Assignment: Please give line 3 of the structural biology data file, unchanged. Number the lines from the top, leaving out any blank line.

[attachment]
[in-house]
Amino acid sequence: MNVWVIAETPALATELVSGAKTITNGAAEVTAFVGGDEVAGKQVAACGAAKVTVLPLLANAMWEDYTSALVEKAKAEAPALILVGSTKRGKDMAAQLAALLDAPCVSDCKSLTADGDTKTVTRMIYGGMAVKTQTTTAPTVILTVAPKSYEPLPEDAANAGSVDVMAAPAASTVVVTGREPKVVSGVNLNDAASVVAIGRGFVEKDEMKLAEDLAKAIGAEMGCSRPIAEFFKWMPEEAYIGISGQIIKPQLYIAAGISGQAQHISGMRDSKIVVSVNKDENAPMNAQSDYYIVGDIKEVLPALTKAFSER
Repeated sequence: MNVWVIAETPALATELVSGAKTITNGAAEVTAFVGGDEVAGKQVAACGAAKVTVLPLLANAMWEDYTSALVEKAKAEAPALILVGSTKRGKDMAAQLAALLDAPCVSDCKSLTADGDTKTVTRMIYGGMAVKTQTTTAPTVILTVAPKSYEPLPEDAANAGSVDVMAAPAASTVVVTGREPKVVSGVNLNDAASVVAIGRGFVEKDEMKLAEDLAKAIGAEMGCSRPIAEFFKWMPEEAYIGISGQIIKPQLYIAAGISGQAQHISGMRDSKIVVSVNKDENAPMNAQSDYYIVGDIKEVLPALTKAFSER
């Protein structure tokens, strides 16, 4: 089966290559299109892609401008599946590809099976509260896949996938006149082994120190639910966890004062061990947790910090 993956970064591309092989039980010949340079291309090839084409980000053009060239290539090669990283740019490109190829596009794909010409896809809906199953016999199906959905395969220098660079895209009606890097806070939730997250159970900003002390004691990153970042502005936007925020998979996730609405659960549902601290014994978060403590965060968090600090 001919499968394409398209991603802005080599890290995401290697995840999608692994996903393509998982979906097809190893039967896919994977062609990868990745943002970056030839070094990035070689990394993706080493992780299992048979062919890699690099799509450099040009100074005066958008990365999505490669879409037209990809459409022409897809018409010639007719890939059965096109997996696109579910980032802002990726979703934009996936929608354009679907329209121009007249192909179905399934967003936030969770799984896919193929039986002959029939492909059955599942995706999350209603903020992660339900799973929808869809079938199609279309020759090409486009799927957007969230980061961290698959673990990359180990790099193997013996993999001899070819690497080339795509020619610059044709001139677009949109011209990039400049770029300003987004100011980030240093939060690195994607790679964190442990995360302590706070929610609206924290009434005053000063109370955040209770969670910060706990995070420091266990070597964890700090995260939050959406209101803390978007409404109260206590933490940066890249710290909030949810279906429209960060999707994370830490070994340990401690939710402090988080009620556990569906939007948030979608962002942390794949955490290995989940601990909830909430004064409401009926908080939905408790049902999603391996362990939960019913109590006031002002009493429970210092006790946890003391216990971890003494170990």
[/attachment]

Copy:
Repeated sequence: MNVWVIAETPALATELVSGAKTITNGAAEVTAFVGGDEVAGKQVAACGAAKVTVLPLLANAMWEDYTSALVEKAKAEAPALILVGSTKRGKDMAAQLAALLDAPCVSDCKSLTADGDTKTVTRMIYGGMAVKTQTTTAPTVILTVAPKSYEPLPEDAANAGSVDVMAAPAASTVVVTGREPKVVSGVNLNDAASVVAIGRGFVEKDEMKLAEDLAKAIGAEMGCSRPIAEFFKWMPEEAYIGISGQIIKPQLYIAAGISGQAQHISGMRDSKIVVSVNKDENAPMNAQSDYYIVGDIKEVLPALTKAFSER